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GH ON BUSK.
Written Reports Are Made of Every Transaction and These Statements Are Signed and Pre- I
served as Are the Bills
.. . . .. ... ., ,,,.
complete list has been gone over these will
be published and distributed among the con
gregation. If no trace of them can then be found.
Doctor McMurry has evolved a novel
scheme for locating them.
He has learned of a company which, for
10 cents, will undrtake to deliver a pack
age to any person In any city of the coun
trv. He proposes to address a package of
subscription env elopes to members who can
not be found and send them to this com
pany to bo delivered. The company will
address postal cards to these persons noti
cing them that they hold a package ad
dressed In their name.
In time the postal department will be re
quired to use Its efforts to deliver the postal
cards. Eventually the answers will be re
ceived nnd referred to Doctor McMurry.
In this manner he hopes to obtain tbe ad
dress of many persons who cannot now be
The Sunday schools of the church are
also conducted In a business manner. There
are two of them. One In the 'morning,
which li composed, for the most part, of
joung men and women, and one In the aft
ernoon, which Is of the nature of a mission
school. Its pupils are mostly children who
live In the district of the city adjoining the
The superintendent of the morning school
Bright Paragraphs From thd
Magazines for March.
Clay and Webster were not habitual hu
morists, but both hnd the gift of entertain
ing at, well as enthralling their audiences.
Clay ran most to Illustrative anecdote.
While he was In the House a prominent pol
itician deserted the Whig party in the hope
of starting a general revolt. '
To his dismay, ho found himself quite
alone, and then bent all his energies to
getting lnck into good standing. The In
cident reminded CHy of a story. Said he:
"A stagecoach took aboard a pasnser
who insisted upon riding with the driver.
nnu wno unigpntly drew upon the contents
of a bottle carried in his greatcoat pocket.
When his potations at last overcame him
he fell off. The coach stopped long enough
for some charitable travelers to alight and
pull the poor fellow out of the mud.
" 'Ha!' he exclaimed, as he looked down
at his tattered garments, 'we had quite a
(hlc) turnover, didn't wer
" 'Oh, no,' answered one of his rescuers,
"there was no turnover. You only fell off."
" 'I say,' ho persisted, 'there was a (hlc)
turnover, and I leave It to the company,'
"Every one Joined in assuring him that
the coach had not upset. ,
" 'Well.' he remarked ruefully, as he tried
to climb back to his former perch, 'if I'd
known that (hlc) I 'wouldn't have got off.'"
On a certain nfternoon the Senate clock
got a fit of striking In the midst of one of
Webster's most effective speeches.
After It had struck fourteen or fifteen
Webster held un one finger. "Mr. PresI
dent," said he. "the clock-Is out of order.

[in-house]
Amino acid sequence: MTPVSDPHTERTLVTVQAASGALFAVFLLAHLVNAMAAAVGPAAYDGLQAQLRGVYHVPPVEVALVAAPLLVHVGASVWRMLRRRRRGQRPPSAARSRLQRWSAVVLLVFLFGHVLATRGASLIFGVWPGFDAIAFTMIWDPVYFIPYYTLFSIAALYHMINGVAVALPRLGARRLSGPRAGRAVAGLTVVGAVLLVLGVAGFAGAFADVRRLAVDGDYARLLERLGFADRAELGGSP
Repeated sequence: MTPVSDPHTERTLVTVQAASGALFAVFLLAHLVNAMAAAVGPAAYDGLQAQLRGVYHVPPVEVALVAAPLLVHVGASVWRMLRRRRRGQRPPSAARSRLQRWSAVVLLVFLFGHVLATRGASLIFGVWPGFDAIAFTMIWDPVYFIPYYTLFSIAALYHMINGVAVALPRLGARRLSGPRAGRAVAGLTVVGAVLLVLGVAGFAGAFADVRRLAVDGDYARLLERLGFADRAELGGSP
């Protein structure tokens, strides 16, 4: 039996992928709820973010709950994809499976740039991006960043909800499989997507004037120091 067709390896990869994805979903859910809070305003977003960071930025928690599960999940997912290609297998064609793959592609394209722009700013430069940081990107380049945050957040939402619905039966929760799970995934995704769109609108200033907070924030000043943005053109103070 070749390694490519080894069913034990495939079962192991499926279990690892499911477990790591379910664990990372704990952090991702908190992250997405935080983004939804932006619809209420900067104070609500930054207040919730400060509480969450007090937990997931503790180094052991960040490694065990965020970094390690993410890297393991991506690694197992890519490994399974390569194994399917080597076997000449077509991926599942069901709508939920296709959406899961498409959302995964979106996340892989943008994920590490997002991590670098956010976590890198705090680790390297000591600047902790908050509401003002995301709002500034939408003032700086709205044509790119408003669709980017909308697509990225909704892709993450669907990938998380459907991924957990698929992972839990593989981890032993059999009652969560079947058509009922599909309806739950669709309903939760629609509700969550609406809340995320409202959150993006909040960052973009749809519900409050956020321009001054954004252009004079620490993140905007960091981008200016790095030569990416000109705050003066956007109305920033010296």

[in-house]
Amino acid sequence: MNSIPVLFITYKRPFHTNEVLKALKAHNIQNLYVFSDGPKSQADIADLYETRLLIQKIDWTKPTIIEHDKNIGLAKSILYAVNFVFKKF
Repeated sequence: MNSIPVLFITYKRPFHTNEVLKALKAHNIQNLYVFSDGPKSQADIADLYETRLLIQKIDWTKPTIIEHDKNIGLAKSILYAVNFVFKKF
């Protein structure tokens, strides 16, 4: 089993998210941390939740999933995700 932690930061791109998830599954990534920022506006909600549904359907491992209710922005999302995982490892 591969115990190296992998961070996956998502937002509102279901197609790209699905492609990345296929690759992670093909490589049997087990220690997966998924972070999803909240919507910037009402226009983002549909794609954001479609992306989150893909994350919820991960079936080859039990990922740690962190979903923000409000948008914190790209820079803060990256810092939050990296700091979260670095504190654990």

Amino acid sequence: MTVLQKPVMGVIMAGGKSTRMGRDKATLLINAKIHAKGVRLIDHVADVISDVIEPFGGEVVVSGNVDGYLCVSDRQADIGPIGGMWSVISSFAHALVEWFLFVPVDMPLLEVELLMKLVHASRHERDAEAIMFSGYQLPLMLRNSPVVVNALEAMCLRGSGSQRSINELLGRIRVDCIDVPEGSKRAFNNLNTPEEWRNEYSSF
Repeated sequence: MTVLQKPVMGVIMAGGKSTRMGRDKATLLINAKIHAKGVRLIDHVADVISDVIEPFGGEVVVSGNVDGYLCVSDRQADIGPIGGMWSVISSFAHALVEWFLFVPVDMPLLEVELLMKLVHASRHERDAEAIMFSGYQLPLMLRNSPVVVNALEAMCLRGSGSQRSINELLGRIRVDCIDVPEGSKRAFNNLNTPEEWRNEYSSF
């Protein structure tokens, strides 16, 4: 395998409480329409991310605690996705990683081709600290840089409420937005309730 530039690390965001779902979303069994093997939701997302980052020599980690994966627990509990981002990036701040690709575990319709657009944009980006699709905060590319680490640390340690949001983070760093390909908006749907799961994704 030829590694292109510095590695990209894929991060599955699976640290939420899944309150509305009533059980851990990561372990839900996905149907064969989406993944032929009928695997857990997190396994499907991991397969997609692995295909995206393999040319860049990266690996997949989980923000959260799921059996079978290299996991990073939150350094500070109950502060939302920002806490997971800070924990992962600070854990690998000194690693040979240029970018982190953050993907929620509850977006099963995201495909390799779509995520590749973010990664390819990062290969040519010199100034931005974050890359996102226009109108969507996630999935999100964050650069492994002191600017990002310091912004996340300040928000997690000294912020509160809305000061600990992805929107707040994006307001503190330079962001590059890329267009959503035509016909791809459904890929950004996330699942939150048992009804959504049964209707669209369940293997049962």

I have the floor." F. Ei Leupp. In the
Century Magazine. 1
Wlifcn Woman Is
at Her Best.
It was Thackeray who decided that tho
age of tho Venus of Mllo was 32. This we
may take as expert authority, and so regard
32 an the era when it woman is at her per-
rect moment of full bloom.
Certainly, It wotild seem from this on to
W are tho years when she Is most apt to feel
and Inspire great love. Some one has an
nounced that Cleopatra was 38 when she and
Antony "kissed away kingdoms," and some
one ele has declared that Helen Of Troy
was nearly 40 when Pari was smitten with
her beauty and embroiled the, gods and
neroes in Dauic.
And as these two ladies have a reputation
for attractiveness unequaled since Eve gave
ear to the serpent, we may take It that the
age of charm Is nearer the days ofIndlan
summer than the das of spring buds and
young leavea Ainslle's Magazine.
Spirit of the
Progressive Xorthw est.
When the new settler crosses the Rockies,
tho altitude, or the rarlfled atmosphere, or
some vapor 6f the West jet unnamed by
science, seems to endow him with the ro
seate vision, so that ever afterward all that
he beholds Is good and beautiful and bigger
than anywhere elfle.
There Is something edifying and refresh
ing In the way the Ngrthwestemer shows
off his town to the stranger; his boundless
admiration for the new Episcopal Church;
his pride In the paving of Main street; his
brotherly Interest In the development of the
First National Bank; the- imagination With
which he prophesies the glorious future or
the place, and exhibits the acres'&nd acres
of desert and hillside which the town is
presently to populate.
It Is an adamantine visitor, .indeed, who
' - t T I I 1
of Sale in Mercantile Establishment!.
!-, - - - - -,. -. y f , f
ernoon school Is C. II. Lanham and his as
sistant Is John J. Newblll. The two schools
employ Mrs. M. R. Skinner as missionary.
Mrs. Skinner visits the homes of pupils
w ho are not regular In attendance, and. like
the assistants to the pastor, makes reports
to the superintendent.
Mr. Carleton is enthusiastic about tho
work of the school and, although he Is bur
dened with the afTalrs of great corporations,
he finds time to examine each report. When
one of the twenty-four teachers of the
morning school 13 absent Mr. Carleton dic
tates a personal letter, asking for an ex
cuse, and It is said that these are as care
full attended to as the replies to business
letters wtiich he receives.
Teachers who are delinquent in their duty
as to attendance or preparation are deli
cately, but firmly, dismissed. Each Sunday
morning, fifteen minutes before the openln?
of the school, the superintendent conducts
a prayer meeting for his teachers.
The same plan Is followed In the after
noon school, which Is largely taught by the
larger pupils of"the?morn!ng school. When
a vacancy occurs In the larger school an
afternoon teacher Is given the place, and
thus both schools always have a ready sup
ply from which to draw.
The finances of the church are tinder the
SoE'i10-1 ot ,fl? SouTA et Control. The
pastor Is 8, member of this boird. but be
l,hklni fUSMitlons takes no active
part In Its affairs. It has Its own secretary